Current medical science does not provide
easy solutions for people with autoimmune low energy. It is
not simply that the underlying reason for the low energy is
missed, though this is often the case.
when the problem is diagnosed properly, the treatment frequently
In autoimmune conditions, the whole body
is involved, rather than just the organ that has been attacked.
The damaged organ, in this case the thyroid, is referred to
as the "target-organ." This is medical lingo for
the part that displays the symptoms of the total body autoimmune
situation. Interventions are generally directed only at the
target-organ, and not the source of the problem, which is
the entire immune system.
People need to know that taking hormones
and vitamins for autoimmune low thyroid is similar to taking
nose drops or eye drops for hay fever. The drops can
help the symptoms, but
can never fully address the root cause of the problem.
Thyroid doctors do not generally address
the immune system problem because almost every standard medicine
in the conventional medical arsenal is ineffective for autoimmunity.
Recently developed immune-boosting medicines are not appropriate
when the immune system is already in autoimmune overdrive.
Even the new immune-modulator drugs like
Paxone and Avonex are not used for thyroiditis. Unfortunately,
doctors simply do not have a pill to prescribe that will directly
reduce the autoimmune component of low thyroid.
However, many non-drug approaches offer
substantial promise. Before using them, you first need a clear
sense of what is causing your particular version of the illness.
Do you feel then, that stress and emotions might be an autoimmune
trigger in the same way that chemical pollution and/or Yersinia
bacteria are autoimmune triggers?
Yes. The triggering of the autoimmune phenomenon resulting
in common low thyroid (Hashimoto's Autoimmune Thyroiditis)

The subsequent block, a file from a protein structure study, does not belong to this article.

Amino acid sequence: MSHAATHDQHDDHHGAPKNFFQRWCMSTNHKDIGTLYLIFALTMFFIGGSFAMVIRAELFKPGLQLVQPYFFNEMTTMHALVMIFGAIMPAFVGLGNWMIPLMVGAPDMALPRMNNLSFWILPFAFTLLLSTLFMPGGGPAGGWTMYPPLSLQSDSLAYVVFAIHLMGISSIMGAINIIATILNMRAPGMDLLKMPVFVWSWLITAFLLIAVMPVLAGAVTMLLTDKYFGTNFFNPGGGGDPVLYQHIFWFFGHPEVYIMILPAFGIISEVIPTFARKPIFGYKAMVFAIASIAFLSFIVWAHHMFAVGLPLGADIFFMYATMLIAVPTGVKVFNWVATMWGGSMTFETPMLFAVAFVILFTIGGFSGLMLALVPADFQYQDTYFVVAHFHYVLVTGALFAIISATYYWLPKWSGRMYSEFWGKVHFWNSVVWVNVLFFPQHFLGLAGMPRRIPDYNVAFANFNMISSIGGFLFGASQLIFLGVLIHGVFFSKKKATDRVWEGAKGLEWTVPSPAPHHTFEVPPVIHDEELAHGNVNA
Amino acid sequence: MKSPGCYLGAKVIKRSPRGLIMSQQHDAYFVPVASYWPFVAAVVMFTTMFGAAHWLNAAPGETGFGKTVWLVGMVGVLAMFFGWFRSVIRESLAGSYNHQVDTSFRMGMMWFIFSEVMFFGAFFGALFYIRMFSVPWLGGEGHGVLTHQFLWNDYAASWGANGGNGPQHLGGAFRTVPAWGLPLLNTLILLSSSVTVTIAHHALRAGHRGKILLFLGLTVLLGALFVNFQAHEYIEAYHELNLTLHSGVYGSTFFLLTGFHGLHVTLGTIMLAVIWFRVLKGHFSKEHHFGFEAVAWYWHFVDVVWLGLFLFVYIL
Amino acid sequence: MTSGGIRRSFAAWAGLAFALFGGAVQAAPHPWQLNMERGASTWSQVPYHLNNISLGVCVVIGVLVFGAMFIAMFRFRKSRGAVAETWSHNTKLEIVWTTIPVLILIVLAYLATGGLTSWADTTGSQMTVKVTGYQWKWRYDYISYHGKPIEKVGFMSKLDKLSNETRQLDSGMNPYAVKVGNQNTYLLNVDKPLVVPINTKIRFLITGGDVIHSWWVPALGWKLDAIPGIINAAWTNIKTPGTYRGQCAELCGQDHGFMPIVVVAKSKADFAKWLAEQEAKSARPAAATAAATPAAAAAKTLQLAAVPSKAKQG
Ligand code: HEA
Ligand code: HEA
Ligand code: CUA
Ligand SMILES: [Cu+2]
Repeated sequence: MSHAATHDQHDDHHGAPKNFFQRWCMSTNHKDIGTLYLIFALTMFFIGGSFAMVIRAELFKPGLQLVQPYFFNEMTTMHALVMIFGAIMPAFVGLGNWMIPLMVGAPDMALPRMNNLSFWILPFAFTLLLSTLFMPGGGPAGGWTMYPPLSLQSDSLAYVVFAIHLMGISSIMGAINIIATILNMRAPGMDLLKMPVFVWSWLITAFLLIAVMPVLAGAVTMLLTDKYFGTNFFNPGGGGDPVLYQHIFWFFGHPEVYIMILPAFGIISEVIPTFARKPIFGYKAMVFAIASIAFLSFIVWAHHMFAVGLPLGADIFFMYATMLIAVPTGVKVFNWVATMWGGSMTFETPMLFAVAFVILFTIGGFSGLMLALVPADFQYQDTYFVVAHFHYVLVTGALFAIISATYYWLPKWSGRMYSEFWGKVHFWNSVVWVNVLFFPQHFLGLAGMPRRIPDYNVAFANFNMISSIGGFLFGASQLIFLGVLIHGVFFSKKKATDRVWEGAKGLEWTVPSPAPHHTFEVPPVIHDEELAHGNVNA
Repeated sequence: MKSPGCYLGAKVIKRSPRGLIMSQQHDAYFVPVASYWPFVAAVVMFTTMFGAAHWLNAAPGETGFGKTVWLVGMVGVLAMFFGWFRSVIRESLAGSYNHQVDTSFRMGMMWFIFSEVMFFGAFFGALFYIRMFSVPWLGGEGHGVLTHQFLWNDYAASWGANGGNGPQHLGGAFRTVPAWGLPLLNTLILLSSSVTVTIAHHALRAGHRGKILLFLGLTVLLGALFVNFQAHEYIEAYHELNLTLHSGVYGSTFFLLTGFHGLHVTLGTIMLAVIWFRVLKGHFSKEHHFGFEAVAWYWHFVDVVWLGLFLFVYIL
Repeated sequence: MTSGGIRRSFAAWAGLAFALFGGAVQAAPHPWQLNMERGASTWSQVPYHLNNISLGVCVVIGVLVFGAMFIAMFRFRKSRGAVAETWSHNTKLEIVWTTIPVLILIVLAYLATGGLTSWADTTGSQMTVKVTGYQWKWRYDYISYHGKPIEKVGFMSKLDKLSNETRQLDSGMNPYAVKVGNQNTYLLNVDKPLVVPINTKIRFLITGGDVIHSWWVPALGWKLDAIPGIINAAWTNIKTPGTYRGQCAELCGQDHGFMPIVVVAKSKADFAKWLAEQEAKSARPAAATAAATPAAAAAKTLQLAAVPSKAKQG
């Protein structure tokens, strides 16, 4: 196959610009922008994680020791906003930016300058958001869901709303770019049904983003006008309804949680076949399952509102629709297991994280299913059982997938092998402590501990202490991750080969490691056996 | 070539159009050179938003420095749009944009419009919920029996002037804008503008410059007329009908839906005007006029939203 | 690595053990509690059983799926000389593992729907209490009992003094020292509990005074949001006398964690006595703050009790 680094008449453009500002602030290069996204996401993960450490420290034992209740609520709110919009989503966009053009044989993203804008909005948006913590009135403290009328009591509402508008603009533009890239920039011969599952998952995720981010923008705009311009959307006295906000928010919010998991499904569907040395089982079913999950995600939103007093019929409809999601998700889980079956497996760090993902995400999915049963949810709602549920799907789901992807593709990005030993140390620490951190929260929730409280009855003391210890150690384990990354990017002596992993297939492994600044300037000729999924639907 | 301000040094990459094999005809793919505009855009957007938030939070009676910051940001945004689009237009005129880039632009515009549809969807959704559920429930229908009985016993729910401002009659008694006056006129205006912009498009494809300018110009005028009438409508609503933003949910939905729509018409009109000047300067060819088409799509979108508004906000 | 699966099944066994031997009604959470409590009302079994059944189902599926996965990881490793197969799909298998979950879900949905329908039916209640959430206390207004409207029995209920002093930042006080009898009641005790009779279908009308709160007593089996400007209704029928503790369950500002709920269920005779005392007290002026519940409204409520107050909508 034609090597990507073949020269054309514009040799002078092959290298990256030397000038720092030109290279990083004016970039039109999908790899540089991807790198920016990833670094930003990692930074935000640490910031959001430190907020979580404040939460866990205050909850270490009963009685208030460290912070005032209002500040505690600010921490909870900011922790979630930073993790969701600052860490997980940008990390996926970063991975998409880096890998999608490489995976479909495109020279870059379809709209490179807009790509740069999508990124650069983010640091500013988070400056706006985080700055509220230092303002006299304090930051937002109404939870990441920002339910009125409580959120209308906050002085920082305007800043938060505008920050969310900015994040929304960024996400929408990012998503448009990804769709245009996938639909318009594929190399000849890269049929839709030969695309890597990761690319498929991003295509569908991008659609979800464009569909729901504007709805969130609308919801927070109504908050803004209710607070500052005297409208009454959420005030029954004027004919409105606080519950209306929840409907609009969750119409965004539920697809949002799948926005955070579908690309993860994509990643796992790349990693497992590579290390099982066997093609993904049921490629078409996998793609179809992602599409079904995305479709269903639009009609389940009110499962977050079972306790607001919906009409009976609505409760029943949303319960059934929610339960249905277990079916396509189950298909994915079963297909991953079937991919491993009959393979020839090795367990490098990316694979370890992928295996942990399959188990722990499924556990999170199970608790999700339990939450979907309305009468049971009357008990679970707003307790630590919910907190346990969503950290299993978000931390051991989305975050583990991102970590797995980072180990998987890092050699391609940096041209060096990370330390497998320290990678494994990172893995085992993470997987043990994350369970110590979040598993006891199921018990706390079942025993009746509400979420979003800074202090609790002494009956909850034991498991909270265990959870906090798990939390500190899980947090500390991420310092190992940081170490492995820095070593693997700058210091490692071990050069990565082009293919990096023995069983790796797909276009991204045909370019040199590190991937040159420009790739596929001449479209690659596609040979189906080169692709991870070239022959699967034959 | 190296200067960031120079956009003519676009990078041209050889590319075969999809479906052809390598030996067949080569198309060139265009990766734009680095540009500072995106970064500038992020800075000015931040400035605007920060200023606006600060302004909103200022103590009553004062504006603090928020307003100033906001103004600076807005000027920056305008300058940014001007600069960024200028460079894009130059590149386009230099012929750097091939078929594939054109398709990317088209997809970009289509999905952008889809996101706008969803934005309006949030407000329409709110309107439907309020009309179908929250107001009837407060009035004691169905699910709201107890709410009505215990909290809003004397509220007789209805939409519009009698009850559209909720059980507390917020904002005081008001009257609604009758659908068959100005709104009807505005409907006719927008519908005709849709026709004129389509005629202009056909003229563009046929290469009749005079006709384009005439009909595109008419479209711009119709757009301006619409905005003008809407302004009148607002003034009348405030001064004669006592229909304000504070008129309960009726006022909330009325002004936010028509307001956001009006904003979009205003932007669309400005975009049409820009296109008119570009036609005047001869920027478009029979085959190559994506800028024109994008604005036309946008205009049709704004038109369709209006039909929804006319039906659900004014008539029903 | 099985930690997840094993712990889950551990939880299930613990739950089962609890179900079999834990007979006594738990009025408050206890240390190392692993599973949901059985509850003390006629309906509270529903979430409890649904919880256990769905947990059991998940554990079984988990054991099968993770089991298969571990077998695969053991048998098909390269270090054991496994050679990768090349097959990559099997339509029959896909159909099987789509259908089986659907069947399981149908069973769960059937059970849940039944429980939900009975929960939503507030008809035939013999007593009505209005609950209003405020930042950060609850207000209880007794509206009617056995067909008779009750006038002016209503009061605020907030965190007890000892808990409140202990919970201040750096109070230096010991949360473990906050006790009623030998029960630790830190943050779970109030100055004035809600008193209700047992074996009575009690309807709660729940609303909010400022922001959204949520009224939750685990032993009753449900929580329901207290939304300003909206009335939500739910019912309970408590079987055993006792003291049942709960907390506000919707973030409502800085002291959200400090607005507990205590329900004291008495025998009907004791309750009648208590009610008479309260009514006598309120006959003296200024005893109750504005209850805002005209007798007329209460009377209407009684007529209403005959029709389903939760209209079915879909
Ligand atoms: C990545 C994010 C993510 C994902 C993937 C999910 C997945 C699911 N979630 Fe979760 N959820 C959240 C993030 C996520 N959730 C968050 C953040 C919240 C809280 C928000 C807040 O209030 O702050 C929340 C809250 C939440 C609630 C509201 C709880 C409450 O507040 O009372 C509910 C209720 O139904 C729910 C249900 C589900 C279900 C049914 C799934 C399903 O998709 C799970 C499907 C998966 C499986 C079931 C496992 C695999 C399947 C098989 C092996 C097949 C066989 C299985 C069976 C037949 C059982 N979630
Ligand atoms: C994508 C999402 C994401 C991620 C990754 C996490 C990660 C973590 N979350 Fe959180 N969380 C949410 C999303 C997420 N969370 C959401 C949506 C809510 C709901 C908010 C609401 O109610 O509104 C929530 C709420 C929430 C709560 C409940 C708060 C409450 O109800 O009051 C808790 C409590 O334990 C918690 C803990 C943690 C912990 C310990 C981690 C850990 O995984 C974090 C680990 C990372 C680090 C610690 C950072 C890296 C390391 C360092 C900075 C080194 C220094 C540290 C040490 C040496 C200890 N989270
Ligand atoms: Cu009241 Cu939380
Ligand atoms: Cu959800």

is indeed possible from stress alone.
The tendency for the autoimmune reaction
is in part genetic. There is presently no way to do much about
that, except to choose your ancestors more carefully! We can,
however, learn ways to reduce the factors that trigger the
autoimmune tendency into a full-blown autoimmune attack.
One trigger is
age. Some people's internal time clock goes off,
and their autoimmune thyroiditis gets triggered. This can
occur at any age, for no apparent reason, without another
precipitating event. On the other hand, some women's thyroiditis
is triggered by fluctuations in their female hormone levels,
specifically at the unsettled times of puberty or menopause.
Other women find that the end
of pregnancy is a trigger. This response is named
post-partum thyroiditis. Many women who are diagnosed with
postpartum depression, or postpartum low energy, actually
have autoimmune inflammation of the thyroid gland.
Other triggers that have been described
range from accidents, operations, and severe infections, to
bulimia, crash dieting, and major changes in lifestyle. A
few of our patients suffered from specific trauma to the neck
(especially whiplash), which apparently triggered their long-term
Scientists believe that the antibody inflammation
gets started secondary to cell destruction from some other
mechanism. This other mechanism can cause irritation and damage
to the thyroid cells through the effects of outside chemicals,
free radicals, food allergy, and perhaps other irritants.
It is even possible for severe
stress alone to be a trigger. This should not be
totally surprising, when considering the number of documented
incidents in which stress has been shown to affect immune
function. It may be part of the genetic makeup of certain
individuals to be anxious and worried, which in itself predisposes